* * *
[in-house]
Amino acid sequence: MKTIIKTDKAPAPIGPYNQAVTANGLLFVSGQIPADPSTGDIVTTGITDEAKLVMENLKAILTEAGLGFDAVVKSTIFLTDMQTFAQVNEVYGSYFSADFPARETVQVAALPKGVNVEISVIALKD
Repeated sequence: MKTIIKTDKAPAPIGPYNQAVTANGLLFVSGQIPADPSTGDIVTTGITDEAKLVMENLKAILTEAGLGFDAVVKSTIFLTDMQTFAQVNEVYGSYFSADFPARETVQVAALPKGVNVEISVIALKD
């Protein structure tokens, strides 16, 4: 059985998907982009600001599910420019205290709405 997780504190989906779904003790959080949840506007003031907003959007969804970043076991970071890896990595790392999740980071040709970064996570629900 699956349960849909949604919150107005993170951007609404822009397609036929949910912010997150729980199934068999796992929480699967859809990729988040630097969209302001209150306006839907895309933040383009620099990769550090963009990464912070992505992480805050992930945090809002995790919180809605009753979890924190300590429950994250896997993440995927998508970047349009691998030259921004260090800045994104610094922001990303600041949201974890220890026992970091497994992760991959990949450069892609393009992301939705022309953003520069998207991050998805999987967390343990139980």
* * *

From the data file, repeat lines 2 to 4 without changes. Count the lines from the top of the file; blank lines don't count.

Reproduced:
Amino acid sequence: MKTIIKTDKAPAPIGPYNQAVTANGLLFVSGQIPADPSTGDIVTTGITDEAKLVMENLKAILTEAGLGFDAVVKSTIFLTDMQTFAQVNEVYGSYFSADFPARETVQVAALPKGVNVEISVIALKD
Repeated sequence: MKTIIKTDKAPAPIGPYNQAVTANGLLFVSGQIPADPSTGDIVTTGITDEAKLVMENLKAILTEAGLGFDAVVKSTIFLTDMQTFAQVNEVYGSYFSADFPARETVQVAALPKGVNVEISVIALKD
């Protein structure tokens, strides 16, 4: 059985998907982009600001599910420019205290709405 997780504190989906779904003790959080949840506007003031907003959007969804970043076991970071890896990595790392999740980071040709970064996570629900 699956349960849909949604919150107005993170951007609404822009397609036929949910912010997150729980199934068999796992929480699967859809990729988040630097969209302001209150306006839907895309933040383009620099990769550090963009990464912070992505992480805050992930945090809002995790919180809605009753979890924190300590429950994250896997993440995927998508970047349009691998030259921004260090800045994104610094922001990303600041949201974890220890026992970091497994992760991959990949450069892609393009992301939705022309953003520069998207991050998805999987967390343990139980």